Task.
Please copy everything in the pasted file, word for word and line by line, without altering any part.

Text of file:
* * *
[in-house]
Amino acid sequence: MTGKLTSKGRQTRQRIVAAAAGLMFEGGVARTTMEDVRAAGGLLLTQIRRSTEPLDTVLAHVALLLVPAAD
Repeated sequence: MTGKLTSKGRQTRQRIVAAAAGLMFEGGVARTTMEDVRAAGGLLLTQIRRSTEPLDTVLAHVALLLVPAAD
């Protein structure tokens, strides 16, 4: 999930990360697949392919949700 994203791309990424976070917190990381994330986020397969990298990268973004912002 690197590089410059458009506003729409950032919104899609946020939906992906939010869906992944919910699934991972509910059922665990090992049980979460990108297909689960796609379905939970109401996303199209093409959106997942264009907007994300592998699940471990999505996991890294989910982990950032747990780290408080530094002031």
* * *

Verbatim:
[in-house]
Amino acid sequence: MTGKLTSKGRQTRQRIVAAAAGLMFEGGVARTTMEDVRAAGGLLLTQIRRSTEPLDTVLAHVALLLVPAAD
Repeated sequence: MTGKLTSKGRQTRQRIVAAAAGLMFEGGVARTTMEDVRAAGGLLLTQIRRSTEPLDTVLAHVALLLVPAAD
């Protein structure tokens, strides 16, 4: 999930990360697949392919949700 994203791309990424976070917190990381994330986020397969990298990268973004912002 690197590089410059458009506003729409950032919104899609946020939906992906939010869906992944919910699934991972509910059922665990090992049980979460990108297909689960796609379905939970109401996303199209093409959106997942264009907007994300592998699940471990999505996991890294989910982990950032747990780290408080530094002031």